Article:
TikTok to cough up $92m to settle data privacy sueballs over harvesting too much data

Or about five days of annual operating profit


ByteDance, the parent company of TikTok, has offered to pay less than $100m to settle multiple privacy class-action lawsuits in the US.

Last year, the China-based biz was hit with 21 sueballs filed mostly on behalf of children who used its trendy vid-sharing app, which is wildly popular among teens. It was alleged TikTok uses AI tools to collect and store biometric data of people appearing in videos hosted on the platform without obtaining their explicit consent as required by law.

Now, the software maker, which last year banked $7bn in operating profit, has agreed to settle [motion, settlement PDFs] the matter out of court by paying $92m to some 90 million fans covered by the class action. It did not admit any wrongdoing. Spread over that many people, the payout per user will be pennies, though the lawyers involved believe so few folks will actually bother to apply for the money that those who do could pocket hundreds of dollars each.

The offer has yet to be approved by a judge.

Tiktok

TikTok to be hit by a UK class-action-style lawsuit backed by the Children's Commissioner

READ MORE

The pile of lawsuits, filed across America, were rolled into one case before a federal district court in Illinois; the classes were divided into one covering those in the state and those elsewhere in the nation. It was claimed TikTok broke Illinois' strict Biometric Information Privacy Act. This law requires companies to obtain explicit consent to collect biometric data, including fingerprint and iris scans, voice samples, and photographs, from its users. Individuals are allowed to sue for damages or for injunctive relief if they believe their rights have been violated.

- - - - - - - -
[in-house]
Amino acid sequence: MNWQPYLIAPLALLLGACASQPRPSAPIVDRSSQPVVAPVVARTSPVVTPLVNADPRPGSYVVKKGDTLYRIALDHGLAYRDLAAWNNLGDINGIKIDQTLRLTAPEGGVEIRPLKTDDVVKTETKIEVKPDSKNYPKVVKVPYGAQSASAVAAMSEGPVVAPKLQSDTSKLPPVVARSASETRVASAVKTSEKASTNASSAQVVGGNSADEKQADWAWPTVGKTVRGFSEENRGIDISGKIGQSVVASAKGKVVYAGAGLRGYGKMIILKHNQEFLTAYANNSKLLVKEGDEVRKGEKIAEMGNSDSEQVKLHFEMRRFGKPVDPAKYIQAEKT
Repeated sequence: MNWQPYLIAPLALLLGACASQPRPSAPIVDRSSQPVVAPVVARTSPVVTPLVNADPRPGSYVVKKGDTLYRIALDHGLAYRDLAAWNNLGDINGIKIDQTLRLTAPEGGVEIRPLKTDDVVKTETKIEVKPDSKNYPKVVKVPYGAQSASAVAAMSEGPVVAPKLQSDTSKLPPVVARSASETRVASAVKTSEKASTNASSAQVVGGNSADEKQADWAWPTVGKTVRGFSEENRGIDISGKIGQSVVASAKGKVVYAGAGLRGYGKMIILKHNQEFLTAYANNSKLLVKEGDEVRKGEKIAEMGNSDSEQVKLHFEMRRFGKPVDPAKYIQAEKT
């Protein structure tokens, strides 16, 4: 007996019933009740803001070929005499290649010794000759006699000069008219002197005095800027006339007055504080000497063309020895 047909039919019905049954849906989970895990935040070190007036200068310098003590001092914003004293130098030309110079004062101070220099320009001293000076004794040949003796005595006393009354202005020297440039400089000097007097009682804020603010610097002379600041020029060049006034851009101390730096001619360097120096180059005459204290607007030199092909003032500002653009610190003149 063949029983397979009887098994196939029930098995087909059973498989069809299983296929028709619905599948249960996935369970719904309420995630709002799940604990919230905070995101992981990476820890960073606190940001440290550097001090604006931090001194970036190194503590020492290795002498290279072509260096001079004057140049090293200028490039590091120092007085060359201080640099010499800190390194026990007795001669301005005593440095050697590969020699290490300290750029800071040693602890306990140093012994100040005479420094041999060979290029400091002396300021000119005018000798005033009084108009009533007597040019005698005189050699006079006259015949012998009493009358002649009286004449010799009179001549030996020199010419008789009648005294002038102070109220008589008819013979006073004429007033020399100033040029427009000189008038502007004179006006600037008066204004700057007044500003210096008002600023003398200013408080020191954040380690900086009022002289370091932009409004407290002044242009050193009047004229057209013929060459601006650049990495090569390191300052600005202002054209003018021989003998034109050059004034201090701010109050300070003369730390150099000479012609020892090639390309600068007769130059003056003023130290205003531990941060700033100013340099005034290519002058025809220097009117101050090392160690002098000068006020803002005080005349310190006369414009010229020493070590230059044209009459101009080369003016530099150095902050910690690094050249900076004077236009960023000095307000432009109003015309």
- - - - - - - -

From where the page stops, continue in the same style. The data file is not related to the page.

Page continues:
Documents [PDF] filed in one of the sub-cases in California, where TikTok has a US presence, claimed the app violated that Illinois law as it scans people’s faces using facial-recognition algorithms for various reasons, including predicting their age, and providing animated facial filters on the app.

“TikTok fails to inform the app’s users that their biometric data is being collected, captured, received, obtained, stored, and/or used by the app,” the paperwork stated. “TikTok similarly fails to disclose what it does with that biometric data, who has access to that data, and whether, where, and for how long that data is stored.”

A spokesperson for TikTok told us: "While we disagree with the assertions, rather than go through lengthy litigation, we’d like to focus our efforts on building a safe and joyful experience for the TikTok community."

The US government raised concerns that the collected data could be shared with the Chinese Communist Party, and the Trump administration – amid a tit-for-tat trade war with Beijing – attempted to ban TikTok for national security reasons. ByteDance was ordered to stop operating within the United States, or hand over its US wing to American entities.

Some businesses, notably Walmart Oracle, expressed an interest. The whole affair was paused after President Biden was sworn in last month. His administration said it will review the situation. ®

Similar topics


Other stories you might like

Biting the hand that feeds IT © 1998–2021